There has been some suggestion that only prefixes in powers of multiples of three should be allowed. This would make the centimetre (10-2 metres) and the hectare (102 ares) unofficial units. This doesn't seem to have happened yet. The hectare would be particular embarrassing, as the hectare is recognised, but the 'are' isn't!
|length||metre||m||length of the path travelled by light in vacuum during a time interval of 1/299792458 of a second|
|mass||kilogram||kg||equal to the mass of the international prototype of the kilogram|
|time||second||s||duration of 9192631770 periods of the radiation corresponding to the transition between the two hyperfine levels of the ground state of the caesium 133 atom|
|electricity||ampere||A||that constant current which, if maintained in two straight parallel conductors of infinite length, of negligible circular cross-section, and placed 1 m apart in vacuum, would produce between these conductors a force equal to 2 x 107 newton per metre of length|
|temperature||kelvin||K||1/273.16 of the thermodynamic temperature of the triple point of water|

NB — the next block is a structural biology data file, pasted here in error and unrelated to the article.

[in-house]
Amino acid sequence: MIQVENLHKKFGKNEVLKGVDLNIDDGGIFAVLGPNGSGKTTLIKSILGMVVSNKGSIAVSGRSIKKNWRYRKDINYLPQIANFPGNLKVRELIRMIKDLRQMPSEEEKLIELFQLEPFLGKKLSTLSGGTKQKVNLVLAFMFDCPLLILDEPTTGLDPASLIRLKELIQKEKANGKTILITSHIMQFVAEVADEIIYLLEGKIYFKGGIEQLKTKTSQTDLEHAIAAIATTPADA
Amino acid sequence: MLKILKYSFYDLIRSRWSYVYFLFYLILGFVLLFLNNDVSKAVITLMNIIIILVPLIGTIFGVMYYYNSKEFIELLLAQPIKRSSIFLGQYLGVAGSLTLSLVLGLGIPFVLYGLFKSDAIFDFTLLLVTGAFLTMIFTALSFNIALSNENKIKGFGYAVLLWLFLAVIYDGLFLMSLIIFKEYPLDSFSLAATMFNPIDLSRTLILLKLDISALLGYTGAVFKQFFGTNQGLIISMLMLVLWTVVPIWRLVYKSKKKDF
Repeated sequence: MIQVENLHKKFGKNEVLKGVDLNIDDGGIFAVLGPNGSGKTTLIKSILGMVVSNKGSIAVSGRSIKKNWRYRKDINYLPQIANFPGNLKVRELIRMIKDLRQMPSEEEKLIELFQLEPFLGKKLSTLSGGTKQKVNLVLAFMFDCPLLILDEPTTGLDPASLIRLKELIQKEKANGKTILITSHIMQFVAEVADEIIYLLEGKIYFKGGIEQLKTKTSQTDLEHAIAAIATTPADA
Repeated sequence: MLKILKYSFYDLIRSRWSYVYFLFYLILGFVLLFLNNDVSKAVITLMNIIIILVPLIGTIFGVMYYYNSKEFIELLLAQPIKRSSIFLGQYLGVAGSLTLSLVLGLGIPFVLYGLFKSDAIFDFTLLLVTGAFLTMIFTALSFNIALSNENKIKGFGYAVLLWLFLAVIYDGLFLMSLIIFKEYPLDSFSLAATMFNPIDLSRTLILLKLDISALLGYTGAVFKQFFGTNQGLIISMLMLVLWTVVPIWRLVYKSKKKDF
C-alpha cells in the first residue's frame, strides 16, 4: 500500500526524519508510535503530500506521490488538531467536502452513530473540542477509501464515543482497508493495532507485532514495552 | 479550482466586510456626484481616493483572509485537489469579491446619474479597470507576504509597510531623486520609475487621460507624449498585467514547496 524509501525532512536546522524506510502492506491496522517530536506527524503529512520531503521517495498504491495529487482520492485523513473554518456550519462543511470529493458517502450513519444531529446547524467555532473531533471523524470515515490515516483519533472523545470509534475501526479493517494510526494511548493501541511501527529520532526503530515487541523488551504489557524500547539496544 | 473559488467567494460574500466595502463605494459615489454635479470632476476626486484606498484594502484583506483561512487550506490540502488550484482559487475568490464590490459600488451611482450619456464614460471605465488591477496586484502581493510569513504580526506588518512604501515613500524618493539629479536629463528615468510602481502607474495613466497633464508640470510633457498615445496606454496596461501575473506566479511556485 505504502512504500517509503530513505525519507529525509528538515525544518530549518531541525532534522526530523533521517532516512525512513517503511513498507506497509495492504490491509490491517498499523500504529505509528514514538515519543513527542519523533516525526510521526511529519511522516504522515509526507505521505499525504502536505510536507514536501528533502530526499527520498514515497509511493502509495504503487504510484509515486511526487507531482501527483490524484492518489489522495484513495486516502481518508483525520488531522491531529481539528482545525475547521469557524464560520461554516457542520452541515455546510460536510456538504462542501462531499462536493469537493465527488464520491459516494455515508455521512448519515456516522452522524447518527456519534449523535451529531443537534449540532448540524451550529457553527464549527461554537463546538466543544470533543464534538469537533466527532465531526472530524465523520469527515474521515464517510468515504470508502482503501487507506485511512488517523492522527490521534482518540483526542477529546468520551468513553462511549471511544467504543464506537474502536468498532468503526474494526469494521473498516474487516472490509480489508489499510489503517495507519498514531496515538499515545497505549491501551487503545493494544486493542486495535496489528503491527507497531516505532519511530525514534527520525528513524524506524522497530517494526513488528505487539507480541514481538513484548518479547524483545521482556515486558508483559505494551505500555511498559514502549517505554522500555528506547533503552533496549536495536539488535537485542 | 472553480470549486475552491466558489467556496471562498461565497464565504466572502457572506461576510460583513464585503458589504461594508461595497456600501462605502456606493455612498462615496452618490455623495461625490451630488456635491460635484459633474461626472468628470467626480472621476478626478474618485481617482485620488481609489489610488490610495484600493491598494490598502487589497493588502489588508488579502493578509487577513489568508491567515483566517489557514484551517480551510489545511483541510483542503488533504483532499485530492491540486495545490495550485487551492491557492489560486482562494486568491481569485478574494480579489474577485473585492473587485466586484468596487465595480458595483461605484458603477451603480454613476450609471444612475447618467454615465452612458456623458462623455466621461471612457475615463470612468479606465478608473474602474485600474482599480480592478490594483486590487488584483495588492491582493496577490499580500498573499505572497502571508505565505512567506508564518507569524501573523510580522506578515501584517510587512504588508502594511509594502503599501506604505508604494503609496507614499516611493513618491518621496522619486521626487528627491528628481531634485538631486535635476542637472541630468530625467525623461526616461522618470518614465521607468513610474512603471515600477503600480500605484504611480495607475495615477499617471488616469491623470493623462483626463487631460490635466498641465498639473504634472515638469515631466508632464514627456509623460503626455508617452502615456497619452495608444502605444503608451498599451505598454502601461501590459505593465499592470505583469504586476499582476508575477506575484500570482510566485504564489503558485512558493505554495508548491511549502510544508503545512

|numbers of atoms/molecules||mole||mol||1. The mole is the amount of substance of a system which contains as many elementary entities as there are atoms in 0.012 kilogram of carbon 12.
2. When the mole is used, the elementary entities must be specified and may be atoms, molecules, ions, electrons, other particles, or specified groups of such particles.
|light||candela||cd||luminous intensity, in a given direction, of a source that emits monochromatic radiation of frequency 540 x 1012 hertz and that has a radiant intensity in that direction of 1/683 watt per steradian.|
Seconds, amperes and moles are used universally.
Note that while the other base units are based on fundamental physical constants, a kilogram is the same mass (not weight!) as the standard kilogram. This worries people a bit...
All other S.I. units are based on these base units. You can obviously get square and cubic measurements from length ones, and volumes are just a type of cubic measurement. One millilitre is equal to 1 cubic centimetre.